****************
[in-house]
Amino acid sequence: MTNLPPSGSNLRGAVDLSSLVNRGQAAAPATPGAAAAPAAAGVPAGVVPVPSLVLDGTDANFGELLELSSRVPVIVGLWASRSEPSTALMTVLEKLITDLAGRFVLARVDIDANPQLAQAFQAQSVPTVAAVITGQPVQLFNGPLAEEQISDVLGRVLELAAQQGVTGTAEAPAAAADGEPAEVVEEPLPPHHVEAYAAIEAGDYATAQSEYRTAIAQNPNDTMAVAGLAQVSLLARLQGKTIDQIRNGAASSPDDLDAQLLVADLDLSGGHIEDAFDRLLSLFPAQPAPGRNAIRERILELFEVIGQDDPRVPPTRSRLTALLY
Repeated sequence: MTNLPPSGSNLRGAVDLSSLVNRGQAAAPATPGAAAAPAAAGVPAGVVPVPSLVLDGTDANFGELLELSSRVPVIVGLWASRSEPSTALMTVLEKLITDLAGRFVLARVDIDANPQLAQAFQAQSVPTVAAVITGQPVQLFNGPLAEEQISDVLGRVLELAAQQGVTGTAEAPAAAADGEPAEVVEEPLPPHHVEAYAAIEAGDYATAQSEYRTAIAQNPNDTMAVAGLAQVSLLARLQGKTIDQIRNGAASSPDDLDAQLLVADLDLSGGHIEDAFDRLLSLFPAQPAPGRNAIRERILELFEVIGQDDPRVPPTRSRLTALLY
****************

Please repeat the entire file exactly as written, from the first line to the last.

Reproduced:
[in-house]
Amino acid sequence: MTNLPPSGSNLRGAVDLSSLVNRGQAAAPATPGAAAAPAAAGVPAGVVPVPSLVLDGTDANFGELLELSSRVPVIVGLWASRSEPSTALMTVLEKLITDLAGRFVLARVDIDANPQLAQAFQAQSVPTVAAVITGQPVQLFNGPLAEEQISDVLGRVLELAAQQGVTGTAEAPAAAADGEPAEVVEEPLPPHHVEAYAAIEAGDYATAQSEYRTAIAQNPNDTMAVAGLAQVSLLARLQGKTIDQIRNGAASSPDDLDAQLLVADLDLSGGHIEDAFDRLLSLFPAQPAPGRNAIRERILELFEVIGQDDPRVPPTRSRLTALLY
Repeated sequence: MTNLPPSGSNLRGAVDLSSLVNRGQAAAPATPGAAAAPAAAGVPAGVVPVPSLVLDGTDANFGELLELSSRVPVIVGLWASRSEPSTALMTVLEKLITDLAGRFVLARVDIDANPQLAQAFQAQSVPTVAAVITGQPVQLFNGPLAEEQISDVLGRVLELAAQQGVTGTAEAPAAAADGEPAEVVEEPLPPHHVEAYAAIEAGDYATAQSEYRTAIAQNPNDTMAVAGLAQVSLLARLQGKTIDQIRNGAASSPDDLDAQLLVADLDLSGGHIEDAFDRLLSLFPAQPAPGRNAIRERILELFEVIGQDDPRVPPTRSRLTALLY